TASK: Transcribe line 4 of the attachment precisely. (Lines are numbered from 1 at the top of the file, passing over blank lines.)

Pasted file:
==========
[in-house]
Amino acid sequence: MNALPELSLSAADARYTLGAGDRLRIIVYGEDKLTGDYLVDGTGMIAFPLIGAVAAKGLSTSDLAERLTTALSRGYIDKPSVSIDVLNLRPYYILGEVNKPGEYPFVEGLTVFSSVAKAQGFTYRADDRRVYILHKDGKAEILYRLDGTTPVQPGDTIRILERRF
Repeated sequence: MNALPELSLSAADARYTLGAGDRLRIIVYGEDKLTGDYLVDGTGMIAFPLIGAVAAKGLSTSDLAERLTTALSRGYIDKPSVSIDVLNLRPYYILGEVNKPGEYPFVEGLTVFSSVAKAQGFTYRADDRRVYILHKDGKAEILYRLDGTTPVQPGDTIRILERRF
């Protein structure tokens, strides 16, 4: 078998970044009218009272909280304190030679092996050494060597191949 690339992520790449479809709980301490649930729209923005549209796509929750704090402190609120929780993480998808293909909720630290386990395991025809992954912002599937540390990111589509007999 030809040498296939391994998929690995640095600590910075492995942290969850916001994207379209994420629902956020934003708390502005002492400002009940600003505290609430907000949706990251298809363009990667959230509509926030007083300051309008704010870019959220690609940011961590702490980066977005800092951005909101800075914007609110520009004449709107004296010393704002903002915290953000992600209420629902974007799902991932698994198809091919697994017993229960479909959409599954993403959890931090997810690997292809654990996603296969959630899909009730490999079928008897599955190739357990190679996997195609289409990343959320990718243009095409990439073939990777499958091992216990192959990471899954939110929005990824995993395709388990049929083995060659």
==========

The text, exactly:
């Protein structure tokens, strides 16, 4: 078998970044009218009272909280304190030679092996050494060597191949 690339992520790449479809709980301490649930729209923005549209796509929750704090402190609120929780993480998808293909909720630290386990395991025809992954912002599937540390990111589509007999 030809040498296939391994998929690995640095600590910075492995942290969850916001994207379209994420629902956020934003708390502005002492400002009940600003505290609430907000949706990251298809363009990667959230509509926030007083300051309008704010870019959220690609940011961590702490980066977005800092951005909101800075914007609110520009004449709107004296010393704002903002915290953000992600209420629902974007799902991932698994198809091919697994017993229960479909959409599954993403959890931090997810690997292809654990996603296969959630899909009730490999079928008897599955190739357990190679996997195609289409990343959320990718243009095409990439073939990777499958091992216990192959990471899954939110929005990824995993395709388990049929083995060659």